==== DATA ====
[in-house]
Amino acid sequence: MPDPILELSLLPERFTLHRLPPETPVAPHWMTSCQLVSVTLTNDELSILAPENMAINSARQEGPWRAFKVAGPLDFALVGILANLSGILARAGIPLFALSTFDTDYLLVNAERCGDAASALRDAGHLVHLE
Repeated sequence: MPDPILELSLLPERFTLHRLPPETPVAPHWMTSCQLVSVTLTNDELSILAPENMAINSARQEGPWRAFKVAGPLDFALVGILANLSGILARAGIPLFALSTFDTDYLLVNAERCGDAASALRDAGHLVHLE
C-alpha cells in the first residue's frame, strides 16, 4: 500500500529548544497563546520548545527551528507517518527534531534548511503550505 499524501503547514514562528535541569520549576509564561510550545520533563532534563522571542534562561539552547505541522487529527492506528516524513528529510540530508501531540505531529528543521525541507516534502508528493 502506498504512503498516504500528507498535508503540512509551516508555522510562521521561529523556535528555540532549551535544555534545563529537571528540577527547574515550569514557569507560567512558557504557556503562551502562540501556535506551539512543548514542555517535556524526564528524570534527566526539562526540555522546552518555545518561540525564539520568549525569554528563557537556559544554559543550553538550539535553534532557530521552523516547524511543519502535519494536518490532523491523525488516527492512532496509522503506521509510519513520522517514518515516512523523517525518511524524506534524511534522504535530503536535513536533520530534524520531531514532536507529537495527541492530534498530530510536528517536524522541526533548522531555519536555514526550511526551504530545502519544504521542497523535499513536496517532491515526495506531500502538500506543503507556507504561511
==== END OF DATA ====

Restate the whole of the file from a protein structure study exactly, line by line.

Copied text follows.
[in-house]
Amino acid sequence: MPDPILELSLLPERFTLHRLPPETPVAPHWMTSCQLVSVTLTNDELSILAPENMAINSARQEGPWRAFKVAGPLDFALVGILANLSGILARAGIPLFALSTFDTDYLLVNAERCGDAASALRDAGHLVHLE
Repeated sequence: MPDPILELSLLPERFTLHRLPPETPVAPHWMTSCQLVSVTLTNDELSILAPENMAINSARQEGPWRAFKVAGPLDFALVGILANLSGILARAGIPLFALSTFDTDYLLVNAERCGDAASALRDAGHLVHLE
C-alpha cells in the first residue's frame, strides 16, 4: 500500500529548544497563546520548545527551528507517518527534531534548511503550505 499524501503547514514562528535541569520549576509564561510550545520533563532534563522571542534562561539552547505541522487529527492506528516524513528529510540530508501531540505531529528543521525541507516534502508528493 502506498504512503498516504500528507498535508503540512509551516508555522510562521521561529523556535528555540532549551535544555534545563529537571528540577527547574515550569514557569507560567512558557504557556503562551502562540501556535506551539512543548514542555517535556524526564528524570534527566526539562526540555522546552518555545518561540525564539520568549525569554528563557537556559544554559543550553538550539535553534532557530521552523516547524511543519502535519494536518490532523491523525488516527492512532496509522503506521509510519513520522517514518515516512523523517525518511524524506534524511534522504535530503536535513536533520530534524520531531514532536507529537495527541492530534498530530510536528517536524522541526533548522531555519536555514526550511526551504530545502519544504521542497523535499513536496517532491515526495506531500502538500506543503507556507504561511